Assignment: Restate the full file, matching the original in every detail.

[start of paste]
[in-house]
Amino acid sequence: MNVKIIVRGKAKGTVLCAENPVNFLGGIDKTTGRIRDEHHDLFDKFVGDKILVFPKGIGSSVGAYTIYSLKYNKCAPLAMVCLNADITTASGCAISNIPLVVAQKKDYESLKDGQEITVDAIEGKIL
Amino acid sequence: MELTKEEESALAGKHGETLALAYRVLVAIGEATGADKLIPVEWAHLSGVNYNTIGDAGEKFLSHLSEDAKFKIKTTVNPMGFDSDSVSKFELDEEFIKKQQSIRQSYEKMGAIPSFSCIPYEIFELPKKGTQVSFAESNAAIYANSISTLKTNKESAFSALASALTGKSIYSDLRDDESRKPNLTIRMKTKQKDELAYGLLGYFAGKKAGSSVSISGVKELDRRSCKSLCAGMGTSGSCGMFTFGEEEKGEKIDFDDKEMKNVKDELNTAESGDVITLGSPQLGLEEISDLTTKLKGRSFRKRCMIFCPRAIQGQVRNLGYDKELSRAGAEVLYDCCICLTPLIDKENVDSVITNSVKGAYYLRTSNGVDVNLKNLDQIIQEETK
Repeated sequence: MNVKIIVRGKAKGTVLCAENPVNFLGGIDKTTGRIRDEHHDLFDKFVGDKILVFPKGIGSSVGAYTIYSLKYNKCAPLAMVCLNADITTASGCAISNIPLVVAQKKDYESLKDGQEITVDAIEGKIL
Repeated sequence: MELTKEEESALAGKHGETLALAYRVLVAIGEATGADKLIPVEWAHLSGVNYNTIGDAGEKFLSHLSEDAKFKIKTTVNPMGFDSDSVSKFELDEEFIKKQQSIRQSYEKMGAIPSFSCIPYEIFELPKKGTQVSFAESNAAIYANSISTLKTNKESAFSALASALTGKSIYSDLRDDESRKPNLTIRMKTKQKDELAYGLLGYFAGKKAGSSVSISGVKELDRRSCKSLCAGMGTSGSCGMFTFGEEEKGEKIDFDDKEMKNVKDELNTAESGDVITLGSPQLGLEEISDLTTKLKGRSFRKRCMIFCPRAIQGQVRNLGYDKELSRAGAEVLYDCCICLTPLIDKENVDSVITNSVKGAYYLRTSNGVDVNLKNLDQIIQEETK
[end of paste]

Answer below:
[in-house]
Amino acid sequence: MNVKIIVRGKAKGTVLCAENPVNFLGGIDKTTGRIRDEHHDLFDKFVGDKILVFPKGIGSSVGAYTIYSLKYNKCAPLAMVCLNADITTASGCAISNIPLVVAQKKDYESLKDGQEITVDAIEGKIL
Amino acid sequence: MELTKEEESALAGKHGETLALAYRVLVAIGEATGADKLIPVEWAHLSGVNYNTIGDAGEKFLSHLSEDAKFKIKTTVNPMGFDSDSVSKFELDEEFIKKQQSIRQSYEKMGAIPSFSCIPYEIFELPKKGTQVSFAESNAAIYANSISTLKTNKESAFSALASALTGKSIYSDLRDDESRKPNLTIRMKTKQKDELAYGLLGYFAGKKAGSSVSISGVKELDRRSCKSLCAGMGTSGSCGMFTFGEEEKGEKIDFDDKEMKNVKDELNTAESGDVITLGSPQLGLEEISDLTTKLKGRSFRKRCMIFCPRAIQGQVRNLGYDKELSRAGAEVLYDCCICLTPLIDKENVDSVITNSVKGAYYLRTSNGVDVNLKNLDQIIQEETK
Repeated sequence: MNVKIIVRGKAKGTVLCAENPVNFLGGIDKTTGRIRDEHHDLFDKFVGDKILVFPKGIGSSVGAYTIYSLKYNKCAPLAMVCLNADITTASGCAISNIPLVVAQKKDYESLKDGQEITVDAIEGKIL
Repeated sequence: MELTKEEESALAGKHGETLALAYRVLVAIGEATGADKLIPVEWAHLSGVNYNTIGDAGEKFLSHLSEDAKFKIKTTVNPMGFDSDSVSKFELDEEFIKKQQSIRQSYEKMGAIPSFSCIPYEIFELPKKGTQVSFAESNAAIYANSISTLKTNKESAFSALASALTGKSIYSDLRDDESRKPNLTIRMKTKQKDELAYGLLGYFAGKKAGSSVSISGVKELDRRSCKSLCAGMGTSGSCGMFTFGEEEKGEKIDFDDKEMKNVKDELNTAESGDVITLGSPQLGLEEISDLTTKLKGRSFRKRCMIFCPRAIQGQVRNLGYDKELSRAGAEVLYDCCICLTPLIDKENVDSVITNSVKGAYYLRTSNGVDVNLKNLDQIIQEETK